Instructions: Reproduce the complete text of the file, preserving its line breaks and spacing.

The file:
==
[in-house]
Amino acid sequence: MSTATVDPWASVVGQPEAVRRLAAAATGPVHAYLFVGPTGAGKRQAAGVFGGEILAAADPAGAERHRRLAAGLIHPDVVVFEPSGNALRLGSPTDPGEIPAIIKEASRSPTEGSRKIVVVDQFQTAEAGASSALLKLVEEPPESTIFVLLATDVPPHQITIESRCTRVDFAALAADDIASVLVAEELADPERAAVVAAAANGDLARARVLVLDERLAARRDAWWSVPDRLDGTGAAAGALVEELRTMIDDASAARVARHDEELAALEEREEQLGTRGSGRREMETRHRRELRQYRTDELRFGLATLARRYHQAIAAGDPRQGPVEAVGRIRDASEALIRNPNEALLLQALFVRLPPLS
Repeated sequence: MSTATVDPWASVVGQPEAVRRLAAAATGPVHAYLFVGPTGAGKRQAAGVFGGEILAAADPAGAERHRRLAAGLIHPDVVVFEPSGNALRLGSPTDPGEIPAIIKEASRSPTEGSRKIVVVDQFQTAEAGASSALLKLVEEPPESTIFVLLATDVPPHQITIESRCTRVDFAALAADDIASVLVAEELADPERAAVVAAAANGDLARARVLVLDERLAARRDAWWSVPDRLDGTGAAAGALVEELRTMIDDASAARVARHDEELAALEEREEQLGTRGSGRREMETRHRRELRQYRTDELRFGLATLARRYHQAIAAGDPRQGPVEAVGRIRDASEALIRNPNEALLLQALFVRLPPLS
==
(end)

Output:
[in-house]
Amino acid sequence: MSTATVDPWASVVGQPEAVRRLAAAATGPVHAYLFVGPTGAGKRQAAGVFGGEILAAADPAGAERHRRLAAGLIHPDVVVFEPSGNALRLGSPTDPGEIPAIIKEASRSPTEGSRKIVVVDQFQTAEAGASSALLKLVEEPPESTIFVLLATDVPPHQITIESRCTRVDFAALAADDIASVLVAEELADPERAAVVAAAANGDLARARVLVLDERLAARRDAWWSVPDRLDGTGAAAGALVEELRTMIDDASAARVARHDEELAALEEREEQLGTRGSGRREMETRHRRELRQYRTDELRFGLATLARRYHQAIAAGDPRQGPVEAVGRIRDASEALIRNPNEALLLQALFVRLPPLS
Repeated sequence: MSTATVDPWASVVGQPEAVRRLAAAATGPVHAYLFVGPTGAGKRQAAGVFGGEILAAADPAGAERHRRLAAGLIHPDVVVFEPSGNALRLGSPTDPGEIPAIIKEASRSPTEGSRKIVVVDQFQTAEAGASSALLKLVEEPPESTIFVLLATDVPPHQITIESRCTRVDFAALAADDIASVLVAEELADPERAAVVAAAANGDLARARVLVLDERLAARRDAWWSVPDRLDGTGAAAGALVEELRTMIDDASAARVARHDEELAALEEREEQLGTRGSGRREMETRHRRELRQYRTDELRFGLATLARRYHQAIAAGDPRQGPVEAVGRIRDASEALIRNPNEALLLQALFVRLPPLS